./junk-junkier-junkiest-hello    hello
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Here is an ls version.. comments welcome. It works for whacky filenames like this "j1ळ\n\001\n/j2/j3/j4/\nh  h\n", but I am really interested to know of any pitfalls. It is more of an exercise in "can the maligned ls actually do it (robustly)?"

ls -AbQR1p * |                        # paths in "quoted" \escaped format
    sed -n '/":$/,${/.[^/]$/p}' |     # skip files in pwd, blank and dir/ lines
    { bwd="$PWD"; while read -n1;     # save base dir strip leading "quote
                        read -r p; do # read path
        printf -vs "${p%\"*}"         # strip trailing quote"(:)
        [[ $p == *: ]] && {           # this is a directory
            cd   "$bwd/$s"            # change into new directory
            rnp="${s//\//-}"-         # relative name prefix
        } || mv "$s" "$bwd/$rnp$s"
      done; }
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Just pipe the filename + path to tr command. tr <replace> <with>

for FILE in `find aaa -name "*.png"`
do
  NEWFILE=`echo $FILE | tr '/' '-'`
  cp -v $FILE $NEWFILE
done
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1  
This doesn't handle odd filenames safely. Spaces will break it (among other things). –  jw013 Aug 16 '12 at 17:46
    
On first glance, this is a clean, readable solution but @jw013 is right, it won't handle spaces well. Would changing the cp line to cp -v "$FILE" "$NEWFILE" help? (Also, you should not assume only png files.) –  Nathan J. Brauer Aug 16 '12 at 17:49
2  
@NathanJ.Brauer Adding quotes to the cp line is insufficient. The entire approach of parsing find output with a for loop is flawed. The only safe ways to use find are with -exec, or -print0 if available (less portable than -exec). I'd suggest a more robust alternative but your question is under-specified at the moment. –  jw013 Aug 16 '12 at 17:57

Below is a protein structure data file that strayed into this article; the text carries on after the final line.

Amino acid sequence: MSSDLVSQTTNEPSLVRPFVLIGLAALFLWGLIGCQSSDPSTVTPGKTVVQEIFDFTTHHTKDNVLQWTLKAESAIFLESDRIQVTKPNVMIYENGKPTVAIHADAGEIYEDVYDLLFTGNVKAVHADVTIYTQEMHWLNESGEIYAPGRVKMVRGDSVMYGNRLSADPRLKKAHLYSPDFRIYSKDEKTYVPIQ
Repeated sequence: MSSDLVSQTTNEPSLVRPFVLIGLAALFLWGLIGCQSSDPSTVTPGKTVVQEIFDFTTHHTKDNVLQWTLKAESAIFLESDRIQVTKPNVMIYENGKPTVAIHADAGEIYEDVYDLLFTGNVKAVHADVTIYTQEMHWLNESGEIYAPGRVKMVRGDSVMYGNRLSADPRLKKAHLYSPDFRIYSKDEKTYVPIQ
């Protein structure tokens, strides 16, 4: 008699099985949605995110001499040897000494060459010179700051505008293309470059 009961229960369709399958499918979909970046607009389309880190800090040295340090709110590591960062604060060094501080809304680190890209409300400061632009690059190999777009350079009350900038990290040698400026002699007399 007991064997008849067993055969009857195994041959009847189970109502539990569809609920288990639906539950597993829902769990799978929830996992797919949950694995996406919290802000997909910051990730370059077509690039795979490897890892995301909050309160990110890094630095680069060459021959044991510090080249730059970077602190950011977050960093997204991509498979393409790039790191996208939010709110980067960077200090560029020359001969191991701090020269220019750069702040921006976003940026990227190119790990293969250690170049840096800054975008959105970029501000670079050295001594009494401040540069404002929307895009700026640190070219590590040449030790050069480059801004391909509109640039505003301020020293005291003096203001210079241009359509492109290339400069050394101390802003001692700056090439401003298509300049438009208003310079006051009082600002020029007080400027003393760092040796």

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Safe for spaces in filenames:

#!/bin/bash

/bin/find $PWD -type f | while read FILE
do
    _new="${FILE//\//-}"
    _new="${_new:1}"
    #echo $FILE
    #echo $_new

    /bin/mv "$FILE" "$_new"
done

Ran mine with cp instead of mv for obvious reasons, but should produce the same.

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3  
type find -> find is /usr/bin/find on my machine. Using PATH as a variable name in a script is a terrible idea. Also, your script mangles file names with spaces or backslashes, because you misuse the read command (search this site for IFS read -r). –  Gilles Aug 16 '12 at 18:04
    
find is hashed (/bin/find), relevant how? Different distros are different? –  Tim Aug 16 '12 at 18:08
    
Knew I should have stayed away from this, vulture bait. –  Tim Aug 16 '12 at 18:09
    
@Tim You can always delete the answer to get your rep back (and mine as well b/c it costs rep to downvote). Hard-coding paths into scripts seems to suggest that you are missing the point of the PATH environment variable, which is something every Unix system uses. If you write /bin/find then your script is actually broken on every system (Gilles, mine, and probably the OP's) that doesn't have /bin/find (e.g. b/c it is in /usr/bin/find). The whole point of the PATH environment variable is to make this a non-issue. –  jw013 Aug 16 '12 at 18:17
    
By the way, $(pwd) is already available in a variable: $PWD. But you must not use an absolute path here: if your script is invoked from, say, /home/tim, it attempts to rename /home/tim/some/path to /home-tim-some-path. –  Gilles Aug 16 '12 at 18:26